If we want to build a culture within our companies of embracing technology and trying new things, we can consider five approaches to building this muscle and institutionalizing this behavior.

Five proactive strategies for developing a new cultural muscle

1. Sense, scout, and research

As we have seen, the market and world are changing so rapidly that we can’t possibly stay on top of every change that is happening by ourselves, so we must ask for the support of technology vendors in the market to come and explain their new products regularly.

If you are time-limited, you could count on a consulting firm to provide you with a summary of all the vendors. But if these avenues are not available to you, take advantage of the many public resources that look at ‘top trends’ in technology.

Lastly, you could run regular customer insight sessions in the form of surveys or roundtables to understand what your customers’ views are on technology and research their opinions and needs. You can ask third parties to help if needed.  

2. Discuss

It is critical to talk about technology. Consider holding regular Board Meetings or Strategy Days to discuss with all your top leadership the latest in technology trends and brainstorm how your organization could use technology across the whole company. Try to ensure that technology is everyone’s responsibility, not just the Chief Technology Officer and the team there.

You can also take advantage of the multitude of trade events and conferences around innovative technologies and discuss your findings within your company.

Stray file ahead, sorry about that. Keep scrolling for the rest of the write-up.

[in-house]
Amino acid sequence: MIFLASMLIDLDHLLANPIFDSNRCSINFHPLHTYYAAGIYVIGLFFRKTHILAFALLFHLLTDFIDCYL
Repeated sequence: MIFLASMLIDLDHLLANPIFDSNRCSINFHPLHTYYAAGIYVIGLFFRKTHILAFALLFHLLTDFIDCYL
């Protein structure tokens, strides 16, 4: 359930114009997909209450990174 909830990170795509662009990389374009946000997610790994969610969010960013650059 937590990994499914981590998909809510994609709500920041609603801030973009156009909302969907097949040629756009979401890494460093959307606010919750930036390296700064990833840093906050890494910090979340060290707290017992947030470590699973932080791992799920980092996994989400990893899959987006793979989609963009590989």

3. Partner

We can’t expect to be experts at everything. Technology may not be your business’s normal bread and butter, but it will be needed. So, consider partnering with third parties, from the technology industry, to explore if there are new products or services you could offer jointly.

You can also ask a consulting firm or technology company to undertake a deep dive, a root and branch review of your business (in terms of existing technology, and future technologies) to identify where new opportunities are for you to try new things.

4. Experiment

A critical part of building a cultural muscle to embrace technology is ensuring there is space for experimentation. Experiments are often more important than expertise. You can learn and try again if you fail, or you can strike the jackpot: either is a good outcome. Give your teams a space to safely try new things with real customers and seek their feedback. Take an ‘incubator’ approach and reduce your enterprise risk. Scale what works, and experiment smartly.